My quick take on SVB: Don’t let it rob you of your focus for building the business under YOUR control.
In other words, let noise be noise … and focus on what’s most important: your immediate world.
But I will say that this crisis is a perfect example of why you should keep regular tabs on your North Texas business’s financial state. Thank goodness the feds were able to jump in on that mess and help avert an “extinction-level event,” but it could have been (and maybe still could be) worse if things don’t change.
Let me frame it this way: Think about your very first car purchase. It was a huge deal, right? One — because of the freedom it afforded, and two — because of the sense of pride over getting to own something that was a big purchase.
But, unless you were well prepared for what car ownership looked like, you probably overlooked the ways to keep that car operating at optimal conditions. And sometimes that ended with the real “pain of ownership” — in the form of big-time auto repair fees as you didn’t know what needed to be regularly checked (or failed to have someone in place to help you figure it out).
Now, I want to apply that same principle to business ownership. If you have a “set it and forget it” mindset about this thing you take so much pride in, you’re most certainly going to experience big pains in your ownership… with much bigger stakes involved.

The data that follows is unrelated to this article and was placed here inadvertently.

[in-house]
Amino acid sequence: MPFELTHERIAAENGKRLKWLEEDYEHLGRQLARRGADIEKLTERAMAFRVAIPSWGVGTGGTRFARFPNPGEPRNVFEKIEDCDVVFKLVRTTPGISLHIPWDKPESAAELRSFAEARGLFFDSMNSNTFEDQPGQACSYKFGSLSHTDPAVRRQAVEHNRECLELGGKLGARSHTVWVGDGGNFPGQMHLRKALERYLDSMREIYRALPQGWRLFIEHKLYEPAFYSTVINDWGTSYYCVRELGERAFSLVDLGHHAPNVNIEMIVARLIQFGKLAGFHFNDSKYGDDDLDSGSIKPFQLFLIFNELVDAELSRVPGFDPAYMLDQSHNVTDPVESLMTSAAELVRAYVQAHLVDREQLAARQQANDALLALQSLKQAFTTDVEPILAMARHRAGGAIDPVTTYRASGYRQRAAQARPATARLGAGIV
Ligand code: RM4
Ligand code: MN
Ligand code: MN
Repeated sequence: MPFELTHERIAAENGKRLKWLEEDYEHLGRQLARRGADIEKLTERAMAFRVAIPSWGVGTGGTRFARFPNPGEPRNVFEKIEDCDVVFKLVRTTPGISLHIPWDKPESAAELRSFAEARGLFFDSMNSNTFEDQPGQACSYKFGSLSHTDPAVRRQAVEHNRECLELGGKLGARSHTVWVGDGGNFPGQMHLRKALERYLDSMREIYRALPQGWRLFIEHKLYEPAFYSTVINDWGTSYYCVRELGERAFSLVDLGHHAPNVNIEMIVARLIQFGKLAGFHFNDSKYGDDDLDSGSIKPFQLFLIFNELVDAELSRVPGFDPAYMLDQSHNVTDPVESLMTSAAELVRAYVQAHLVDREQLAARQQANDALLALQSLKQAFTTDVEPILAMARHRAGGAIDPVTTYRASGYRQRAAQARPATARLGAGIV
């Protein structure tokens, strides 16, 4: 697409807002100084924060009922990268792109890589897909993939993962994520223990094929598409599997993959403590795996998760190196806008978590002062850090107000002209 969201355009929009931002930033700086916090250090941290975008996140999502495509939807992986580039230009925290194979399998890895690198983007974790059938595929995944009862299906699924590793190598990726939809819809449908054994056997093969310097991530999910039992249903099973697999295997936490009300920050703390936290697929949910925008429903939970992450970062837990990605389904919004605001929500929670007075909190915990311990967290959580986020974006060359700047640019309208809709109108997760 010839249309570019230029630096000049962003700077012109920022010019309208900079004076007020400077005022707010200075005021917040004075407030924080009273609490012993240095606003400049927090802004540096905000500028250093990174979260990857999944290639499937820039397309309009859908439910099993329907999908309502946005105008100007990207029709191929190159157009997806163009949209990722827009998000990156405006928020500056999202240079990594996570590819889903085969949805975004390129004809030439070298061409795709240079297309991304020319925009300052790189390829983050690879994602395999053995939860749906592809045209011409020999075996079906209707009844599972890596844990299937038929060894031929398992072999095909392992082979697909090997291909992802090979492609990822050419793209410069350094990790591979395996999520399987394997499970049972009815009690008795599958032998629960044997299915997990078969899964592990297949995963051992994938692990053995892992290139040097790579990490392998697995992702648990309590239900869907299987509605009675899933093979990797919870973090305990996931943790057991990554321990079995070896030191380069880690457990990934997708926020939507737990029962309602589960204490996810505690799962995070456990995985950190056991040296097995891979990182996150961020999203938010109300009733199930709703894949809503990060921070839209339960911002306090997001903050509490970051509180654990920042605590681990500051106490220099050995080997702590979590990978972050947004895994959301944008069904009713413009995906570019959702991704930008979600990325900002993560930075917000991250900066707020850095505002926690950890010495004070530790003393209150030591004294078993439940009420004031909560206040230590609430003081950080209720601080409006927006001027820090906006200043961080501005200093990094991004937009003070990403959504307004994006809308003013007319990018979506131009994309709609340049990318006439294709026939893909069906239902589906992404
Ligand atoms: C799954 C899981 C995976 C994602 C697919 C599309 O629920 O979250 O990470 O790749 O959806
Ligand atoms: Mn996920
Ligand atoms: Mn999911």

To keep your business operating optimally, you have to prioritize regularly checking in on the state of affairs — especially the financial side of things. One way to do that: the continuous audit.
Now, let’s get into the “continuous audit” and why you need to do it in your business (even with “the price tag” seemingly attached to it)…
How a Continuous Audit Helps Your North Texas Business
“To pay attention, this is our endless and proper work.” – Mary Oliver
As a business owner, you’ve likely tried several different strategies to maximize your business’s success — technological strategies among them. And these can help your small business in a lot of ways, of course. But one of the last things tech can do, if ever, is change the ownership’s mindset about a business process like auditing.
Sure, audits have their place in setting a company back on course. But why do businesses run audits only sporadically or annually? Why’s that company off course when the capacity exists now to catch a problem early?
Continuous auditing (CA) can solve this problem by potentially spotting an issue far quicker than a yearly financial statement audit would. It sounds pricey and high-tech, only for big multinationals — but it’s actually not.
So… what is CA, and how can you start?
More is more: A Reason for Continuous Audit
A comprehensive, bird’s-eye view is almost always better when you’re looking at your company’s processes to analyze what you can do better or to find mistakes to fix. But “comprehensive” doesn’t mean just “how much” — it also means when?
Here’s what I mean: Why examine just a snapshot of samples against your ideal numbers (controls) when you could constantly be looking? In these days of unending cyberattacks and rampant past dues, why wait months or more (and lose money) before you can find a trend or trouble that needs fixing?